On June 22, 1971, Edson Stroll (Stroll), the real party in interest in this proceeding for mandate, sued Gentlemen's Resale West (petitioner) and concurrently attached petitioner's place of business, installing a keeper. The attachment was released by the sheriff on June 28 pursuant to Code of Civil Procedure section 540 when petitioner deposited a cash bond with the sheriff. On September 23 pursuant to motion theretofore made on the ground that the attachment was unconstitutional under the holding of Randone v. Appellate Department, 5 Cal.3d 536 [96 Cal.Rptr. 709, 488 P.2d 13], the trial court dissolved the attachment but refused to order the sheriff to release the cash bond and return it to petitioner.
On October 14 the trial court denied petitioner's motion for an order specifically requiring the sheriff to release the cash bond. The motion was made on the grounds that (a) the bond was deposited solely to effect a release of the attachment and the court having dissolved the attachment under Randone, its failure to order return of the bond was unreasonable and arbitrary; and, (b) that the deposit of a cash bond by petitioner, being made solely to release the attachment, was not a free and voluntary act.
The argument made in Stroll's brief appears to assume that the payment was not voluntary but proceeds on the theory that petitioner made no showing to convince the trial court that it had a clear, present ministerial duty to order the return of the bond. Respondent's argument is (a) that the court did not abuse its discretion by refusing to make the order and on the ancillary ground (b) that the sheriff should have been made a party to the motions. No sustaining authority is cited for this latter proposition.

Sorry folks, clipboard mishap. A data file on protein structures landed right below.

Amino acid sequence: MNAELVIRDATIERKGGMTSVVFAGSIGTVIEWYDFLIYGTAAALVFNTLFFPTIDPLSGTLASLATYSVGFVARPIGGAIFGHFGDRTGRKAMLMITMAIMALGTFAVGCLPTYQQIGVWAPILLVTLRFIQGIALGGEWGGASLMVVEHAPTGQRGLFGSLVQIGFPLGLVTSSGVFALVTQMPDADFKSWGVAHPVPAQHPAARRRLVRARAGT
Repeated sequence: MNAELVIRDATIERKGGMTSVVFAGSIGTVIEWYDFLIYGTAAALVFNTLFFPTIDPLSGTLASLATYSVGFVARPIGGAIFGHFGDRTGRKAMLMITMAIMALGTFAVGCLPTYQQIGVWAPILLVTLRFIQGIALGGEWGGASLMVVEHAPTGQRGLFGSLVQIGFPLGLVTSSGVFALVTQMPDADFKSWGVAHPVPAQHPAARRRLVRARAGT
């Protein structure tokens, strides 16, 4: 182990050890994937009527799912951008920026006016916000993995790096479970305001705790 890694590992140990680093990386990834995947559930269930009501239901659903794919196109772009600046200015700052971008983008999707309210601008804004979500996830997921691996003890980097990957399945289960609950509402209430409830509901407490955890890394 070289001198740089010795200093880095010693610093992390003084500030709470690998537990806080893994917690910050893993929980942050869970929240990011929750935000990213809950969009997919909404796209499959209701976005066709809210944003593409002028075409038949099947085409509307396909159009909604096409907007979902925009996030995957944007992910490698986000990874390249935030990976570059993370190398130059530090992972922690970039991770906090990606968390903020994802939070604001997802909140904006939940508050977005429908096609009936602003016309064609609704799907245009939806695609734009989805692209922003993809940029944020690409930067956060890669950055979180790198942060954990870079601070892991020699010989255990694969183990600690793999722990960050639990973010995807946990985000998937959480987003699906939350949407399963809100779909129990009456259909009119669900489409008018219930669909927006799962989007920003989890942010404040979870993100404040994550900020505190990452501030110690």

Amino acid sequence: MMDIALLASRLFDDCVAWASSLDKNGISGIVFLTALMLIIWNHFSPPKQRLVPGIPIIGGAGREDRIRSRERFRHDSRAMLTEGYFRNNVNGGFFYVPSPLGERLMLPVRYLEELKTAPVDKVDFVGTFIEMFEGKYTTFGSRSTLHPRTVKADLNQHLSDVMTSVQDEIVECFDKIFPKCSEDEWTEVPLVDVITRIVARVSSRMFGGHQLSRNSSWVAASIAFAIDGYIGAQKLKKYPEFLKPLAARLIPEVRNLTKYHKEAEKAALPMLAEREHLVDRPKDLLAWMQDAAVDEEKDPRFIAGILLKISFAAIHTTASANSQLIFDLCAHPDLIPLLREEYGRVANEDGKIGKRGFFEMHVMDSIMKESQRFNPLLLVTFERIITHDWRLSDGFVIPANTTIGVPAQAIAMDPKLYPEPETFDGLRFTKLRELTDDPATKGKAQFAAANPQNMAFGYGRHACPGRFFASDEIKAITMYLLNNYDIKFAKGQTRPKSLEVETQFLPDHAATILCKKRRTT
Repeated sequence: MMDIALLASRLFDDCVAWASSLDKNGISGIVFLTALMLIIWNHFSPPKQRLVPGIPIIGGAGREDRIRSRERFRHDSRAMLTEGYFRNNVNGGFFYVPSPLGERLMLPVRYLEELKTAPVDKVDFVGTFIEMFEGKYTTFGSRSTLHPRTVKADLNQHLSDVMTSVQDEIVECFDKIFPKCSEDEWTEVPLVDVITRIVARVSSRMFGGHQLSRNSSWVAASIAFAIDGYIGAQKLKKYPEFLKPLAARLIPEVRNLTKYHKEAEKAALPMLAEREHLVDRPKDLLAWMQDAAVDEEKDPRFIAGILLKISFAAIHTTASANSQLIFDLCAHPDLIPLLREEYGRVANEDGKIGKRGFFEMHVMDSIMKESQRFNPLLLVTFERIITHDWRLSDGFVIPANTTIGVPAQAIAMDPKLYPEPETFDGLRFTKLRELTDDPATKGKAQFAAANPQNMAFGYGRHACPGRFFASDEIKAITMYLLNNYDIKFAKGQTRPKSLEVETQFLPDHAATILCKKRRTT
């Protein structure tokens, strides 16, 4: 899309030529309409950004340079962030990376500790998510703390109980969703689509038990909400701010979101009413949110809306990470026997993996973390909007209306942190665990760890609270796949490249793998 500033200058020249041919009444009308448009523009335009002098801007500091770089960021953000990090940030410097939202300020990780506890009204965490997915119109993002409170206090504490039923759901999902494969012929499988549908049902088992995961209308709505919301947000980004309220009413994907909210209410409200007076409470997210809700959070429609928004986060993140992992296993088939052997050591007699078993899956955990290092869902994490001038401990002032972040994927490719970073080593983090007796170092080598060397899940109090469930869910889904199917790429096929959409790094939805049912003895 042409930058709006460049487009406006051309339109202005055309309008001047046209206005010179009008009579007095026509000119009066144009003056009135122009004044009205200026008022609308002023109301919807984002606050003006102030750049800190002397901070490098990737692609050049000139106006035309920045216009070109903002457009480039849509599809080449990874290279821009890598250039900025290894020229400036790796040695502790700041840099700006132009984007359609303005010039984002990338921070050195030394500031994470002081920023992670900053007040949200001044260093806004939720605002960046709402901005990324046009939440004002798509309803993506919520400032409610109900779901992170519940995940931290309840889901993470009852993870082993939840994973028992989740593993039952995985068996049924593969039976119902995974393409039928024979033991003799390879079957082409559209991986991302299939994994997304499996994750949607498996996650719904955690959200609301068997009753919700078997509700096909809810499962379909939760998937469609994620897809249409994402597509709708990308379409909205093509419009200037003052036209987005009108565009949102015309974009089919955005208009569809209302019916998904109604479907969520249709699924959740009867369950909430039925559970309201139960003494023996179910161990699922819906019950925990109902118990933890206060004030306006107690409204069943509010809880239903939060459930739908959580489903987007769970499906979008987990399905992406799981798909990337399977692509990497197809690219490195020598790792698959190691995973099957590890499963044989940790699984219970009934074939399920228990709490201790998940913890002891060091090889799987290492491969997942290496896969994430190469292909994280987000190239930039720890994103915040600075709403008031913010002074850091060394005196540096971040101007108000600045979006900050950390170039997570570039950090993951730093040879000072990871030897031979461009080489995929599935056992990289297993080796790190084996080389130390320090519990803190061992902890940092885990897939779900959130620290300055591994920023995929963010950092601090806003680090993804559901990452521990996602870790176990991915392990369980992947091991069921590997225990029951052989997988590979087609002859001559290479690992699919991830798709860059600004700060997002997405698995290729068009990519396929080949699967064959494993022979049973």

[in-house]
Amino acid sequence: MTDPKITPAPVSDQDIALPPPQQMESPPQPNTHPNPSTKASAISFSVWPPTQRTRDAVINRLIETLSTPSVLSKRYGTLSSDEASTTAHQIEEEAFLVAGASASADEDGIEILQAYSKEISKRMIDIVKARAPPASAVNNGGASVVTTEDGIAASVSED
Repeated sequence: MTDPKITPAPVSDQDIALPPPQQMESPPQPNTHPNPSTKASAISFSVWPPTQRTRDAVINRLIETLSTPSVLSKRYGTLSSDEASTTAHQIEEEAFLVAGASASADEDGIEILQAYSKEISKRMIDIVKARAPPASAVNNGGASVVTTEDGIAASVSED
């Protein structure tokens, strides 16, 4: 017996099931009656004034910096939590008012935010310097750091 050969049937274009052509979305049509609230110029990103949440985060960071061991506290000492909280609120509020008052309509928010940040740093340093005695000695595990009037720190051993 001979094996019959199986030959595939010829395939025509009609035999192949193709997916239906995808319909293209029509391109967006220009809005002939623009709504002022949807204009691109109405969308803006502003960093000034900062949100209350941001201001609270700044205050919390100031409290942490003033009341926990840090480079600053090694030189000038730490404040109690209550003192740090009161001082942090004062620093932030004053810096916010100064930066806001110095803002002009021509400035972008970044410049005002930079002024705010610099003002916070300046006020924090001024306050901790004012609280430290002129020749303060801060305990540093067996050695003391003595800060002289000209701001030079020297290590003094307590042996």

It is admitted that the attachment levy at bench was unconstitutional. The court did order dissolution and the soundness of its ruling is not contested.
Assuming arguendo, on facts such as are present at bench, that a trial court has discretion to order the performance of a ministerial act which would ordinarily be the natural and inevitable consequence of an order made by it, we hold that the court did abuse its discretion in refusing to order the sheriff to release petitioner's bond. (Daum v. Superior Court, 228 Cal.App.2d 283, 286 [39 Cal.Rptr. 443]; Simmons v. Superior Court, 96 Cal.App.2d 119, 132 [214 P.2d 844, 19 A.L.R.2d 288]; Berry v. Chaplin, 74 Cal.App.2d 669, 672 [169 P.2d 453].)
The petition is granted and the order of October 14, 1971, denying
Herndon, J., and Compton, J., concurred.